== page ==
Skip to content

It is with great pleasure that I present this report – my third report as Director of Public Health – on promoting and protecting public health in Lothian. In presenting the annual report for 2007 I have sought to build on the themes explored in my earlier reports. I have already considered how we can remove and reduce the barriers that people experience in seeking to be healthy and how people can achieve their potential for better health. This annual report looks at how we can sustain the health of Lothian people.

The concept of ‘sustainability’ in health is becoming increasingly important. The logic is simple. There is an urgent need to find a new balance between the exploitation of the finite natural resources that are available across the globe to support the current (and expanding) world population in an equitable manner. Current problems such as environmental degradation, pollution and climate change are important for the health of people. This recognition of the inter-related nature of people, their health development and the environments and resources needed to support society has resulted in a convergence between what is called the sustainable development agenda and that of maintaining and promoting the health of people and the communities in which they live. This is something that I consider further as I introduce each of the sections below.

In this report, I have explored this convergence of issues within the three domains of public health and reflected in the Health for all policies promoted by the World Health Organisation (WHO). In each of the sections – People and Places, Sustainable Services and Protecting Health and Environments – I have sought to highlight aspects of how sustainability is an issue for public health in Lothian and what needs to be done to ensure that the health status of the local community continues to improve without moving beyond our human, financial and natural resources. Support for such an approach already exists within national policy. The development of the Environment and Health Strategic Framework by the Scottish Government, for example, seeks to create a coherent framework in which policy drivers affecting social and natural environments that impact on health can be better understood and analysed, with necessary action prioritised.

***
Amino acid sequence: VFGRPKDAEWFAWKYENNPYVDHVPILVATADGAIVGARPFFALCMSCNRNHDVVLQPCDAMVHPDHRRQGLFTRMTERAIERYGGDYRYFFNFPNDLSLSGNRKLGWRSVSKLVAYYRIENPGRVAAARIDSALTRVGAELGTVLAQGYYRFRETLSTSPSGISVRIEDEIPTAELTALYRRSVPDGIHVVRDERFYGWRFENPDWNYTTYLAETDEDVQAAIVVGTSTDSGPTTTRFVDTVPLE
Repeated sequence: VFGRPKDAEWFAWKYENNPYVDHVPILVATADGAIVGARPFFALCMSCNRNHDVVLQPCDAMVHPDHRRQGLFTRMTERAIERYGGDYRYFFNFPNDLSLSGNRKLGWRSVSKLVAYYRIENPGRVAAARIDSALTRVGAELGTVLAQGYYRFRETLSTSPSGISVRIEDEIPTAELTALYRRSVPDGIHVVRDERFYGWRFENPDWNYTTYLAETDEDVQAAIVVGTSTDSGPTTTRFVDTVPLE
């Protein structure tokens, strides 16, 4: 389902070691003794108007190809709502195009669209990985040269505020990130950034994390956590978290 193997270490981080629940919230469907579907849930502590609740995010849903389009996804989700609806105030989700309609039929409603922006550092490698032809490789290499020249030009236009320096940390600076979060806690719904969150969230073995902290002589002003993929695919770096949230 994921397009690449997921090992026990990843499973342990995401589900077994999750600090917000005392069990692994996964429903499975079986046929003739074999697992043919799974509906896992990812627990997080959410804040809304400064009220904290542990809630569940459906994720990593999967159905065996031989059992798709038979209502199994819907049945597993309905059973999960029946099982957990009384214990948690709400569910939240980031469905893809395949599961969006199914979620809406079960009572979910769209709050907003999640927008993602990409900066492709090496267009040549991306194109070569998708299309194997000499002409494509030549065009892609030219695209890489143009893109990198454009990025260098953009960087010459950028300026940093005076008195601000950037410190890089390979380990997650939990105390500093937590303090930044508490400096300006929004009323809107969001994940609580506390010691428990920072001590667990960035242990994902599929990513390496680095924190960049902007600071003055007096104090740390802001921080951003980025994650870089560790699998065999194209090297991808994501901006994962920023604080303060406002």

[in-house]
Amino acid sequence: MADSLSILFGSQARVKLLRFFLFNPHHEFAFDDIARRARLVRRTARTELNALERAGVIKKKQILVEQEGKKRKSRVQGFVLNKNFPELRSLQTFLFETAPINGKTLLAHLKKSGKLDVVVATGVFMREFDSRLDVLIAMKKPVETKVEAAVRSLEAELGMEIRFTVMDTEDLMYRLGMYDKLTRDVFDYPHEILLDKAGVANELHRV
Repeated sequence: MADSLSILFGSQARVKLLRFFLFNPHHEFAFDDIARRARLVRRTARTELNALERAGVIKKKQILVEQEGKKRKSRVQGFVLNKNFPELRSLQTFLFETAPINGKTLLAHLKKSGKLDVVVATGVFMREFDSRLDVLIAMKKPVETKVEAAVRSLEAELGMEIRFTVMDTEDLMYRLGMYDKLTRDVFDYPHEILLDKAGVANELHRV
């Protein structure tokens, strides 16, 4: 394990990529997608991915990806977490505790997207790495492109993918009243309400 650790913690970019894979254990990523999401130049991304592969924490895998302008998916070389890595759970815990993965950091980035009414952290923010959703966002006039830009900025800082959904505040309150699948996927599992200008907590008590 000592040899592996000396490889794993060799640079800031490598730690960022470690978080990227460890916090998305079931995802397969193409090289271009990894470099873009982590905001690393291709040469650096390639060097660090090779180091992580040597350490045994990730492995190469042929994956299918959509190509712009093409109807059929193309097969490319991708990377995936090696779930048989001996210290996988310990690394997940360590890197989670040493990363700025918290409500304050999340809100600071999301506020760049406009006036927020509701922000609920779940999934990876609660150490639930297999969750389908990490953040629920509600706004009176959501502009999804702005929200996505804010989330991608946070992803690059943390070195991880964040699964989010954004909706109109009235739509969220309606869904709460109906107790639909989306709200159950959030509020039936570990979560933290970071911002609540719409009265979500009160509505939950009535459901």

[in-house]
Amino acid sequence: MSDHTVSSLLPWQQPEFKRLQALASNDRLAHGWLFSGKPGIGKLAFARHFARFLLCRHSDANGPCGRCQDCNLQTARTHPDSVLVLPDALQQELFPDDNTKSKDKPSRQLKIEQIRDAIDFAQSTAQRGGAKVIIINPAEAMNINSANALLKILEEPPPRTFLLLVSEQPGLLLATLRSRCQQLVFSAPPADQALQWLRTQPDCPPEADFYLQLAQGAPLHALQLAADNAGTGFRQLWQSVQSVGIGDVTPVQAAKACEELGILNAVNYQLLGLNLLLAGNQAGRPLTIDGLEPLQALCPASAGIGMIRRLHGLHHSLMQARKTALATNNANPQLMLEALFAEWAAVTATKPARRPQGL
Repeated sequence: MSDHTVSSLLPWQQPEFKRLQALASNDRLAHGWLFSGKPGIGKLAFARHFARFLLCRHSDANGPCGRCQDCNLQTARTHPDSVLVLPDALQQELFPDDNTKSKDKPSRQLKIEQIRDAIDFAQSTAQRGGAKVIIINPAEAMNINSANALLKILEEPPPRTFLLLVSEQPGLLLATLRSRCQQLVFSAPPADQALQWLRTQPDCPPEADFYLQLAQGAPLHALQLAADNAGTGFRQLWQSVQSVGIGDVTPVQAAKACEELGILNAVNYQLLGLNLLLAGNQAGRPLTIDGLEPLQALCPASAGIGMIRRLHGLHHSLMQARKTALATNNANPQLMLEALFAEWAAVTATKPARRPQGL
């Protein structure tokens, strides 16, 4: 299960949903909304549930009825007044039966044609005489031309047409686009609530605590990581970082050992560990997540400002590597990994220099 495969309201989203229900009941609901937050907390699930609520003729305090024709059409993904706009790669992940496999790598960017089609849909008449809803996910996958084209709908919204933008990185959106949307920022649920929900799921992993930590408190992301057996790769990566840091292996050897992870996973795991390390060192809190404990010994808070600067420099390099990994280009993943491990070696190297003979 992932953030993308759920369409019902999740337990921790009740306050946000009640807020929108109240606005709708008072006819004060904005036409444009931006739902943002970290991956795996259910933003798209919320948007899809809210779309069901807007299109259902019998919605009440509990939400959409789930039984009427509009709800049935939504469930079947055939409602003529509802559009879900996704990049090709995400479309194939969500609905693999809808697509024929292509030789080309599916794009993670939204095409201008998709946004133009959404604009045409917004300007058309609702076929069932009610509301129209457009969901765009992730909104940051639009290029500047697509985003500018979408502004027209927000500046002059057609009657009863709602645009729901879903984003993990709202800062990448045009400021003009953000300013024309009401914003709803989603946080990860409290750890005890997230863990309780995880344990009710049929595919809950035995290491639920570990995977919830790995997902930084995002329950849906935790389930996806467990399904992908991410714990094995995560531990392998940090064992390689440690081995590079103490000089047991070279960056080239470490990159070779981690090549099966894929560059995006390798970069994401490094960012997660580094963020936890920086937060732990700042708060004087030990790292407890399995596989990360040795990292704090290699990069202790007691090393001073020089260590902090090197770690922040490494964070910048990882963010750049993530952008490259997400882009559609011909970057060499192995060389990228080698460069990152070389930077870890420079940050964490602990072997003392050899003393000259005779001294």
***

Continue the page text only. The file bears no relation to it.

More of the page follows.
If we are to improve health and reduce inequality, we must create systems that respond to change in social and natural environments, without creating instability elsewhere.

In presenting this Annual Report, I remain conscious of the challenges that we face in creating sustainable public health in Lothian. I hope that this Annual Report, and the Lothian Health Intelligence data set on the accompanying CDROM, encourages all of us to work to achieve this goal for the people we serve.

Dr Alison McCallum, Director of Public Health and Health Policy

Dr Alison McCallum
Director of Public Health and Health Policy